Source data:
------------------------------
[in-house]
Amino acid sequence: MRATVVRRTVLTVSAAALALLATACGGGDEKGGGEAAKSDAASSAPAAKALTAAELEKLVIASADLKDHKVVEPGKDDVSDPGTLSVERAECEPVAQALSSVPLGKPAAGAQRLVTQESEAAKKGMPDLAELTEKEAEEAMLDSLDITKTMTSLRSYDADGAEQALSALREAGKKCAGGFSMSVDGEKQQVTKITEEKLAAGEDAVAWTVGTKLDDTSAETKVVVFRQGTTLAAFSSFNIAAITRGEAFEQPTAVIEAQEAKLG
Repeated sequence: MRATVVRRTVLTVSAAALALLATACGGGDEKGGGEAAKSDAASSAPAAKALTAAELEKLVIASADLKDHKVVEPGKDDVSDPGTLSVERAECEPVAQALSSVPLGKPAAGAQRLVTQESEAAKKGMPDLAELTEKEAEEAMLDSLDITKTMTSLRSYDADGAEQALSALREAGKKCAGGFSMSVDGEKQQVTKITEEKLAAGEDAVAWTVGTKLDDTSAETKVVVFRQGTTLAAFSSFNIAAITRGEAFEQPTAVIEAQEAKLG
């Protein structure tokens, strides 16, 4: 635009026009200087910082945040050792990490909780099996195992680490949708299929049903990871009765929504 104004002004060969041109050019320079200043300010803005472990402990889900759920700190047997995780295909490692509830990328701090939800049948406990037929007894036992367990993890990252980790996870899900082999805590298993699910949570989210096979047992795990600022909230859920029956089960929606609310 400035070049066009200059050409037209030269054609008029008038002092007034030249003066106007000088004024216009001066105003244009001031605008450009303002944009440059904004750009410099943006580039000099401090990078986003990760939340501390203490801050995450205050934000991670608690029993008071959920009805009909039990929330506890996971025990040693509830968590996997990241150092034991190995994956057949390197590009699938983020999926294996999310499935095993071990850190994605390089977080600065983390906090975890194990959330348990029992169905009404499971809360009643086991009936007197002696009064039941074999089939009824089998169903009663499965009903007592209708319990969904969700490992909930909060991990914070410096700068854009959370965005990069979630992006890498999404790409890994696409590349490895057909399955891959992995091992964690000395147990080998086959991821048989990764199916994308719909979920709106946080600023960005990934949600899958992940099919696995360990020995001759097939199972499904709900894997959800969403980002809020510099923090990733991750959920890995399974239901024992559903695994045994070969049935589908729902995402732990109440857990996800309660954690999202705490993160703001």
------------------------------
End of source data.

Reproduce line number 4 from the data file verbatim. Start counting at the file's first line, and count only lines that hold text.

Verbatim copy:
């Protein structure tokens, strides 16, 4: 635009026009200087910082945040050792990490909780099996195992680490949708299929049903990871009765929504 104004002004060969041109050019320079200043300010803005472990402990889900759920700190047997995780295909490692509830990328701090939800049948406990037929007894036992367990993890990252980790996870899900082999805590298993699910949570989210096979047992795990600022909230859920029956089960929606609310 400035070049066009200059050409037209030269054609008029008038002092007034030249003066106007000088004024216009001066105003244009001031605008450009303002944009440059904004750009410099943006580039000099401090990078986003990760939340501390203490801050995450205050934000991670608690029993008071959920009805009909039990929330506890996971025990040693509830968590996997990241150092034991190995994956057949390197590009699938983020999926294996999310499935095993071990850190994605390089977080600065983390906090975890194990959330348990029992169905009404499971809360009643086991009936007197002696009064039941074999089939009824089998169903009663499965009903007592209708319990969904969700490992909930909060991990914070410096700068854009959370965005990069979630992006890498999404790409890994696409590349490895057909399955891959992995091992964690000395147990080998086959991821048989990764199916994308719909979920709106946080600023960005990934949600899958992940099919696995360990020995001759097939199972499904709900894997959800969403980002809020510099923090990733991750959920890995399974239901024992559903695994045994070969049935589908729902995402732990109440857990996800309660954690999202705490993160703001």